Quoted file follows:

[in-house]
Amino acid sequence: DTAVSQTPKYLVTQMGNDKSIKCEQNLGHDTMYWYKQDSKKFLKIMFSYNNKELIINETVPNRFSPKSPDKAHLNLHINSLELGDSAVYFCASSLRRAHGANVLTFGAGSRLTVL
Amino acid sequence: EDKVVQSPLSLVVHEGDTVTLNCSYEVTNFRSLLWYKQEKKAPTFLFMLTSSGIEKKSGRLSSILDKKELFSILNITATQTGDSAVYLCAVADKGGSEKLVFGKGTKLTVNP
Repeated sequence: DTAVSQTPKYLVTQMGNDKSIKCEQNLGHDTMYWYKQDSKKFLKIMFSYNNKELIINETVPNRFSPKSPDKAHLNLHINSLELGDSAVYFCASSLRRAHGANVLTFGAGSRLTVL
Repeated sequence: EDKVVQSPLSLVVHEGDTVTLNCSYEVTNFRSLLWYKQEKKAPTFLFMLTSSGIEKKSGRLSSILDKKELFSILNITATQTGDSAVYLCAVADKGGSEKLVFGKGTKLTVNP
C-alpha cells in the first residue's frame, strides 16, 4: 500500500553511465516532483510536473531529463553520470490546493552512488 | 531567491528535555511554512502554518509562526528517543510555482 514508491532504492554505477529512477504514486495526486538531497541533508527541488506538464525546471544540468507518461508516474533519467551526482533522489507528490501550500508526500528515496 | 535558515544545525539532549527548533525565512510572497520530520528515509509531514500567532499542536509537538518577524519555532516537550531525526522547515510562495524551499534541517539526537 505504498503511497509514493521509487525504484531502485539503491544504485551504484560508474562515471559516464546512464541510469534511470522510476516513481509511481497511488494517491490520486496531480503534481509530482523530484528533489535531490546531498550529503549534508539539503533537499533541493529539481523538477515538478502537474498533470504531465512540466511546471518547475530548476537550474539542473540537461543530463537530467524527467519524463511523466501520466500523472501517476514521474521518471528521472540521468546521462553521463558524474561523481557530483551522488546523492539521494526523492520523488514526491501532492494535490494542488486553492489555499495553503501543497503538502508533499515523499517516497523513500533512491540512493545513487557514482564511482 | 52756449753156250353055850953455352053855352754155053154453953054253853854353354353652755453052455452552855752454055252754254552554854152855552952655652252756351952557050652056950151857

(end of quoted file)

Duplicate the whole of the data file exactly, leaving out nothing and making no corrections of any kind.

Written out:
[in-house]
Amino acid sequence: DTAVSQTPKYLVTQMGNDKSIKCEQNLGHDTMYWYKQDSKKFLKIMFSYNNKELIINETVPNRFSPKSPDKAHLNLHINSLELGDSAVYFCASSLRRAHGANVLTFGAGSRLTVL
Amino acid sequence: EDKVVQSPLSLVVHEGDTVTLNCSYEVTNFRSLLWYKQEKKAPTFLFMLTSSGIEKKSGRLSSILDKKELFSILNITATQTGDSAVYLCAVADKGGSEKLVFGKGTKLTVNP
Repeated sequence: DTAVSQTPKYLVTQMGNDKSIKCEQNLGHDTMYWYKQDSKKFLKIMFSYNNKELIINETVPNRFSPKSPDKAHLNLHINSLELGDSAVYFCASSLRRAHGANVLTFGAGSRLTVL
Repeated sequence: EDKVVQSPLSLVVHEGDTVTLNCSYEVTNFRSLLWYKQEKKAPTFLFMLTSSGIEKKSGRLSSILDKKELFSILNITATQTGDSAVYLCAVADKGGSEKLVFGKGTKLTVNP
C-alpha cells in the first residue's frame, strides 16, 4: 500500500553511465516532483510536473531529463553520470490546493552512488 | 531567491528535555511554512502554518509562526528517543510555482 514508491532504492554505477529512477504514486495526486538531497541533508527541488506538464525546471544540468507518461508516474533519467551526482533522489507528490501550500508526500528515496 | 535558515544545525539532549527548533525565512510572497520530520528515509509531514500567532499542536509537538518577524519555532516537550531525526522547515510562495524551499534541517539526537 505504498503511497509514493521509487525504484531502485539503491544504485551504484560508474562515471559516464546512464541510469534511470522510476516513481509511481497511488494517491490520486496531480503534481509530482523530484528533489535531490546531498550529503549534508539539503533537499533541493529539481523538477515538478502537474498533470504531465512540466511546471518547475530548476537550474539542473540537461543530463537530467524527467519524463511523466501520466500523472501517476514521474521518471528521472540521468546521462553521463558524474561523481557530483551522488546523492539521494526523492520523488514526491501532492494535490494542488486553492489555499495553503501543497503538502508533499515523499517516497523513500533512491540512493545513487557514482564511482 | 52756449753156250353055850953455352053855352754155053154453953054253853854353354353652755453052455452552855752454055252754254552554854152855552952655652252756351952557050652056950151857